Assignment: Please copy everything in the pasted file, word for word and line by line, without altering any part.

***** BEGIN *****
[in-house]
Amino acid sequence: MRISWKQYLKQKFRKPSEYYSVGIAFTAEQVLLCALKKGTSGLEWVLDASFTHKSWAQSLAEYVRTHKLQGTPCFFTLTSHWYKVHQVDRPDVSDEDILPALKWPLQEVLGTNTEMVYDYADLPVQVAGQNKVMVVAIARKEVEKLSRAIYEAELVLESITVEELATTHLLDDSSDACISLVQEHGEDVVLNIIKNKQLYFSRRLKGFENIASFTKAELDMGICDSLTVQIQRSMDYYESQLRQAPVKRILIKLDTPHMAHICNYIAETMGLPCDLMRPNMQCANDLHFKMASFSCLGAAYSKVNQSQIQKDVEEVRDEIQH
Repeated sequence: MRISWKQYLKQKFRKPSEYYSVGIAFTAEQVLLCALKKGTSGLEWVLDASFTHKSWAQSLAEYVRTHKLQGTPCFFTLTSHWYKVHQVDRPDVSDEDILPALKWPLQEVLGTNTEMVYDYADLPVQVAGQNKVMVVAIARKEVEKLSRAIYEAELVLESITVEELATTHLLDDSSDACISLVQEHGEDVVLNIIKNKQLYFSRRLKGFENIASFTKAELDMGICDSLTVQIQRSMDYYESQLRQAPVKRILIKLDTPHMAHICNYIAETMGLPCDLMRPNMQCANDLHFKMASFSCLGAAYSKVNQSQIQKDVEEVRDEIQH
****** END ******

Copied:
[in-house]
Amino acid sequence: MRISWKQYLKQKFRKPSEYYSVGIAFTAEQVLLCALKKGTSGLEWVLDASFTHKSWAQSLAEYVRTHKLQGTPCFFTLTSHWYKVHQVDRPDVSDEDILPALKWPLQEVLGTNTEMVYDYADLPVQVAGQNKVMVVAIARKEVEKLSRAIYEAELVLESITVEELATTHLLDDSSDACISLVQEHGEDVVLNIIKNKQLYFSRRLKGFENIASFTKAELDMGICDSLTVQIQRSMDYYESQLRQAPVKRILIKLDTPHMAHICNYIAETMGLPCDLMRPNMQCANDLHFKMASFSCLGAAYSKVNQSQIQKDVEEVRDEIQH
Repeated sequence: MRISWKQYLKQKFRKPSEYYSVGIAFTAEQVLLCALKKGTSGLEWVLDASFTHKSWAQSLAEYVRTHKLQGTPCFFTLTSHWYKVHQVDRPDVSDEDILPALKWPLQEVLGTNTEMVYDYADLPVQVAGQNKVMVVAIARKEVEKLSRAIYEAELVLESITVEELATTHLLDDSSDACISLVQEHGEDVVLNIIKNKQLYFSRRLKGFENIASFTKAELDMGICDSLTVQIQRSMDYYESQLRQAPVKRILIKLDTPHMAHICNYIAETMGLPCDLMRPNMQCANDLHFKMASFSCLGAAYSKVNQSQIQKDVEEVRDEIQH